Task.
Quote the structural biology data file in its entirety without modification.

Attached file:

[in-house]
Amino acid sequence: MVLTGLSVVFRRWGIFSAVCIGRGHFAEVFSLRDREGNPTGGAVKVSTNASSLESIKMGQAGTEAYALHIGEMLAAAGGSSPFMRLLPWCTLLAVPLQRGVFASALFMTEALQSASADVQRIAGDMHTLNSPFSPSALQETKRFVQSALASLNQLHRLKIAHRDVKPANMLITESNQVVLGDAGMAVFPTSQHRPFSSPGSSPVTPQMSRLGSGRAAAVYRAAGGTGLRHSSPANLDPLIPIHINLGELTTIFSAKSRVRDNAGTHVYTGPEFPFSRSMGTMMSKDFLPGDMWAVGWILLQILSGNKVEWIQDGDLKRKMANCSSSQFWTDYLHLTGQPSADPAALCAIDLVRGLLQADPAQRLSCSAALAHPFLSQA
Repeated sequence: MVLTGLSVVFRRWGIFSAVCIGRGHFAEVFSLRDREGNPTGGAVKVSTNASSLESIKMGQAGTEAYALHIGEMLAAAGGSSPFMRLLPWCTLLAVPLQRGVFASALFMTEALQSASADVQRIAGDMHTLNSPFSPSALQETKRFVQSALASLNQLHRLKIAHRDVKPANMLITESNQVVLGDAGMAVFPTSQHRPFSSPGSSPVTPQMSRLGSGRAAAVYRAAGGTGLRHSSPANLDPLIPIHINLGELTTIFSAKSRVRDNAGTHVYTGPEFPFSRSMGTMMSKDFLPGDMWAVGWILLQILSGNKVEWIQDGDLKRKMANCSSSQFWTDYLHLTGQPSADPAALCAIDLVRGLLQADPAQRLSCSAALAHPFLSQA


[in-house]
Amino acid sequence: MVLTGLSVVFRRWGIFSAVCIGRGHFAEVFSLRDREGNPTGGAVKVSTNASSLESIKMGQAGTEAYALHIGEMLAAAGGSSPFMRLLPWCTLLAVPLQRGVFASALFMTEALQSASADVQRIAGDMHTLNSPFSPSALQETKRFVQSALASLNQLHRLKIAHRDVKPANMLITESNQVVLGDAGMAVFPTSQHRPFSSPGSSPVTPQMSRLGSGRAAAVYRAAGGTGLRHSSPANLDPLIPIHINLGELTTIFSAKSRVRDNAGTHVYTGPEFPFSRSMGTMMSKDFLPGDMWAVGWILLQILSGNKVEWIQDGDLKRKMANCSSSQFWTDYLHLTGQPSADPAALCAIDLVRGLLQADPAQRLSCSAALAHPFLSQA
Repeated sequence: MVLTGLSVVFRRWGIFSAVCIGRGHFAEVFSLRDREGNPTGGAVKVSTNASSLESIKMGQAGTEAYALHIGEMLAAAGGSSPFMRLLPWCTLLAVPLQRGVFASALFMTEALQSASADVQRIAGDMHTLNSPFSPSALQETKRFVQSALASLNQLHRLKIAHRDVKPANMLITESNQVVLGDAGMAVFPTSQHRPFSSPGSSPVTPQMSRLGSGRAAAVYRAAGGTGLRHSSPANLDPLIPIHINLGELTTIFSAKSRVRDNAGTHVYTGPEFPFSRSMGTMMSKDFLPGDMWAVGWILLQILSGNKVEWIQDGDLKRKMANCSSSQFWTDYLHLTGQPSADPAALCAIDLVRGLLQADPAQRLSCSAALAHPFLSQA